As part of a scientific investigation about force, Year 5 devised questions regarding the gradient of a slope and the distance or speed a toy car would travel. The vast majority of the class hypothesised that the higher the gradient the further (or faster) the vehicle would travel. Although the initial investigation proved the hypothesis right, there was a point where the gradient was so steep the vehicle began to swerve or tumble. As a consequence, the distance (or speed) was detrimentally affected. To make the test fair Year 5 considered which single variable to change and which variables would stay the same.
As part of the reward system in school the children requested an opportunity to experiment with volcanoes. After researching how to make a model volcano and creating instructions for the task, they then completed a homework assignment to make their model. Finally, they got to add the ingredients to create a their own 'Ring of Fire'. The afternoon was extra special because we also got to meet our new Class Governor, Mrs O'Reilly. A great afternoon was had by all.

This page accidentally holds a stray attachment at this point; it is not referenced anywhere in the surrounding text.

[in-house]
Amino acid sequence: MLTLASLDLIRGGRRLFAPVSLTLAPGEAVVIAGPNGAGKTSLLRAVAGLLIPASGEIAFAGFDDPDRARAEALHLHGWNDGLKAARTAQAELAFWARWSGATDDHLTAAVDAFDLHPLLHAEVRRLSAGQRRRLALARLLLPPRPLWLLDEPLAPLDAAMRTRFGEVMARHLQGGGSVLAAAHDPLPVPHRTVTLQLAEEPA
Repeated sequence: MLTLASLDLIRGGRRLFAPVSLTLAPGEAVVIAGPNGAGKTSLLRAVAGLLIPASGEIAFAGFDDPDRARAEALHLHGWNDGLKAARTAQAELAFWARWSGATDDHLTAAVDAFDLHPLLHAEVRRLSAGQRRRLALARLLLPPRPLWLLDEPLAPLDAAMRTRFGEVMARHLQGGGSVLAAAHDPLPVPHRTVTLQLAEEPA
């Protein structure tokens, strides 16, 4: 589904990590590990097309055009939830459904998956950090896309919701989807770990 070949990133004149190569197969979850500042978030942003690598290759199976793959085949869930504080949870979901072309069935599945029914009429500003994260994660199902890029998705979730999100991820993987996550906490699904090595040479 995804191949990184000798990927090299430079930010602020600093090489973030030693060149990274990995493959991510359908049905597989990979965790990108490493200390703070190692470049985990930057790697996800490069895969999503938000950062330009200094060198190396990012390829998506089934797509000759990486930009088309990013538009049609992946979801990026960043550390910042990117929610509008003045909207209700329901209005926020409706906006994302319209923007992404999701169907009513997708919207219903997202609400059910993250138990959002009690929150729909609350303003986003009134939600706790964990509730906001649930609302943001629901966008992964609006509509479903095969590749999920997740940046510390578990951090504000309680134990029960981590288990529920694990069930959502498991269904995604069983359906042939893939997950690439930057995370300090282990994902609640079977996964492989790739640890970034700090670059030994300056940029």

Today, in design technology, we completed our construction of a Meccano vehicle. We are extremely proud of our achievements...
We had fun working collaboratively in maths today. We used our knowledge and understanding of rounding and times-tables, to solve divisional word problems.
We had a great singing session today. We even had a go at being a pop star! Check out our photographs to see who sang solo . . .
We had fun using elastic bands and peg boards to consolidate our understanding of quadrilaterals and their properties with an array of mathematical vocabulary - acute, obtuse & reflex angles, perpendicular, parallel, rhombus, parallelogram, square, oblong, diamond, kite, inverted kite, isosceles trapezium, regular, irregular, lines of symmetry - to name but a few!